The weather is finally warming up and it’s time for Jeep sales to once again start climbing through the roof as we head toward summer. As the proud owner of one of these new Jeeps, you’re probably planning to treat it to a fancy aftermarket suspension system in preparation for off-road adventures. Because a body lift doesn’t improve off-road capabilities, a hardcore off-road driver will want a suspension lift, which does more than just allow for larger tires. But which type of suspension lift you need will depend on your intentions and circumstances. To help you navigate the battle between the short-arm suspension lift and the long-arm suspension lift, here are three distinctive characteristics of each and a summary of how they compare with each other.
Short-arm Suspension Lift:
1. In your research, you may come across the phrase “stock geometry” and wonder what exactly it means. The short-arm suspension lift retains the original (or “stock”) control arm brackets, because this enables easier installation. However, it also jacks the control arms into a more intense angle (the term “geometry” refers to this angle), which puts more stress on them while operating.
2. Because it’s a suspension lift, short-arm provides a smoother, higher-quality ride than body lift would. But because of the added stress on the control arms, it doesn’t give quite as smooth a ride as long-arm does. It’s seen as a good middle ground by many off-road enthusiasts.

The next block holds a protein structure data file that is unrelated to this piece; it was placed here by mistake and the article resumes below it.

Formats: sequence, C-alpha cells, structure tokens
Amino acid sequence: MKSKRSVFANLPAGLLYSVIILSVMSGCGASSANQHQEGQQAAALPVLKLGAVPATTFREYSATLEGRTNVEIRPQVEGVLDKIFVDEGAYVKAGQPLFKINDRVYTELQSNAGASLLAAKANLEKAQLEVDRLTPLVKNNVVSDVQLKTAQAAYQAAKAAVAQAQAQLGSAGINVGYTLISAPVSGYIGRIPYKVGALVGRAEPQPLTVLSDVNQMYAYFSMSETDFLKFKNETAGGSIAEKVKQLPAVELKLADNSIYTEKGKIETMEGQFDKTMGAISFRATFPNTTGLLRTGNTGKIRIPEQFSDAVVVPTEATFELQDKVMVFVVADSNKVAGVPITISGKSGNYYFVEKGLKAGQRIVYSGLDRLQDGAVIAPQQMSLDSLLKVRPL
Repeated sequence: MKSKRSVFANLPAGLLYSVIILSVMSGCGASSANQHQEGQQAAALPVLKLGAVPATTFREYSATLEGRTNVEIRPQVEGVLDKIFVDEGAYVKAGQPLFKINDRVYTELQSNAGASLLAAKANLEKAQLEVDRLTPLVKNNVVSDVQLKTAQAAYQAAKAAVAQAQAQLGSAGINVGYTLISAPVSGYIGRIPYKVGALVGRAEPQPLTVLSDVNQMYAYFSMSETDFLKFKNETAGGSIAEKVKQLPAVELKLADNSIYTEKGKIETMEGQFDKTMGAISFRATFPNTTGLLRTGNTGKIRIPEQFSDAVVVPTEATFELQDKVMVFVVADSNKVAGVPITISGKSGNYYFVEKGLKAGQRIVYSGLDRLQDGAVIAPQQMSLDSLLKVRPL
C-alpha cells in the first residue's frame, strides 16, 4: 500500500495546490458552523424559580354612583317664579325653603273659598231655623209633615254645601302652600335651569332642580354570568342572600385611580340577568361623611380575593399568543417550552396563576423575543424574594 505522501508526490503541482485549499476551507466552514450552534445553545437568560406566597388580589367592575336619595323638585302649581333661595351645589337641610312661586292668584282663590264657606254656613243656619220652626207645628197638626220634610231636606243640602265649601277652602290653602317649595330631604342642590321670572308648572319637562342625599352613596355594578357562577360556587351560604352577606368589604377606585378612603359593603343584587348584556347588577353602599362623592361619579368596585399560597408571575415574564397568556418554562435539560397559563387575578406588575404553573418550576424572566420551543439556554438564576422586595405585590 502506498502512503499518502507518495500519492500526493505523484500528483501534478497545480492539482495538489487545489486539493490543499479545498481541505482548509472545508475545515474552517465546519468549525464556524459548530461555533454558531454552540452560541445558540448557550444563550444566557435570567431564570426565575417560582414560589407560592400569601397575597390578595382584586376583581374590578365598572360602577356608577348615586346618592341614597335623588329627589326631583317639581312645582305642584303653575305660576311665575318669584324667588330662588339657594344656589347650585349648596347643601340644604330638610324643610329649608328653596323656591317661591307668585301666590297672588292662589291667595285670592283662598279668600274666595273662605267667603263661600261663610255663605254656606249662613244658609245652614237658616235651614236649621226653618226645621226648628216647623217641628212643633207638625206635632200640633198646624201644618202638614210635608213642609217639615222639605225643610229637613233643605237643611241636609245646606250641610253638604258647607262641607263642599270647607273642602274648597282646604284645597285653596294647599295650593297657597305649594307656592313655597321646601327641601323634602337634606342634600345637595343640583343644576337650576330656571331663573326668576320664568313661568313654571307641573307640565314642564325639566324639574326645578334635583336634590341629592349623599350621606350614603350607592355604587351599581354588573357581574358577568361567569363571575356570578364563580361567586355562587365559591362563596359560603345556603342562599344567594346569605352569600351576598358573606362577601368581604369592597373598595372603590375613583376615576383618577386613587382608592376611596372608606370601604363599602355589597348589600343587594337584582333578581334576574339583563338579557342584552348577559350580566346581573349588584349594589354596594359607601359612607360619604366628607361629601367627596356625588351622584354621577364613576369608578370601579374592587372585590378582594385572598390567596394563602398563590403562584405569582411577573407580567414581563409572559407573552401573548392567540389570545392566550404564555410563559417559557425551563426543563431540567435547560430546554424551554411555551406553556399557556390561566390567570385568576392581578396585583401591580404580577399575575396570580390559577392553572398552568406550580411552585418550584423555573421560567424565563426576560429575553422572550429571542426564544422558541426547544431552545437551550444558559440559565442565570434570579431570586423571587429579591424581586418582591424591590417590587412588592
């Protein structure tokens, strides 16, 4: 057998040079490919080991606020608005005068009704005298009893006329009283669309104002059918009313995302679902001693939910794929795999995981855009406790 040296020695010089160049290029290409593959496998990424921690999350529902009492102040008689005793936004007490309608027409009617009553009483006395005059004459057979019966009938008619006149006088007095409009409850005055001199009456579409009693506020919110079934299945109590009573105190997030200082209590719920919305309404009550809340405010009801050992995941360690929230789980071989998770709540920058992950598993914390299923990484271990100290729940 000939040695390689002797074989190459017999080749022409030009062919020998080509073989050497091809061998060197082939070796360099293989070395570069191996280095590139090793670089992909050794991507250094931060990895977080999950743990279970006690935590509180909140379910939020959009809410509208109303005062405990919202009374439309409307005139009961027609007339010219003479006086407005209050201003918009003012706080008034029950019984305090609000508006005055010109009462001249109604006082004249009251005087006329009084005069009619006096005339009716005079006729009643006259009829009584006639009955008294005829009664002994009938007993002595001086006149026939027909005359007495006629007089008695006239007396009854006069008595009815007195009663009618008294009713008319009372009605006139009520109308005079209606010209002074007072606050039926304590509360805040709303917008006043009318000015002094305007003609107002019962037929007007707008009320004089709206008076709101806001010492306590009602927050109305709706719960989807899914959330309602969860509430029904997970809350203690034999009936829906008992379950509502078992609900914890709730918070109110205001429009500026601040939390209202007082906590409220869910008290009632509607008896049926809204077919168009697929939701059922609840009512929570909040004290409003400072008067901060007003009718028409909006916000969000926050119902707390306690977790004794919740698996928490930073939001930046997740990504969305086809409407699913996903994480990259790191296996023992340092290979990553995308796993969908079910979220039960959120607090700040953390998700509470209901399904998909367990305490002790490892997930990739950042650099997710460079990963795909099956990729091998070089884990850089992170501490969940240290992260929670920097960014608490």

3. Because the components are simply bolted in and fewer of them are being replaced, the short-arm kit is inexpensive compared to the long-arm. It also requires a less detailed and intensive installation procedure.
Long-arm Suspension Lift:
1. The long-arm lift keeps control arms at a more horizontal angle. This corrects the problem with the “geometry” of the vehicle seen in short-arm. Consequently, there’s more flex when hitting bumps and the overall ride is smoother and less jarring.
2. The long-arm option is more expensive because it includes more parts and, to correct the aforementioned angle problem, it requires removing the control arm brackets and welding on new ones in a different place. This also makes the process more labor-intensive, so it’s not something you can do at home unless you happen to have welding equipment lying around.
3. Because the arms are longer, this type of lift has the potential to raise your Jeep higher off the ground. This allows you to use larger tires and traverse extreme obstacle courses. But if you do opt for a tall lift, especially four inches or more, it can require replacement or extension of other parts (such as the drive shaft) for some vehicles and can also make your Jeep top-heavy.
To summarize, the short-arm suspension lift is more budget-friendly, less invasive, and great for moderate terrain, while the long-arm lift can improve your ride the most but is more expensive and more labor-intensive as well. Extreme and competitive terrain may call for the long-arm option, or you may choose it if you have the cash and just want a better ride. But no matter which kit you end up with, remember that raising your vehicle will change the center of gravity so that it handles differently. Drive carefully until you get the hang of it, and stay safe this summer!
Contact a local store, such as Wildside Motorsports, for more information and details.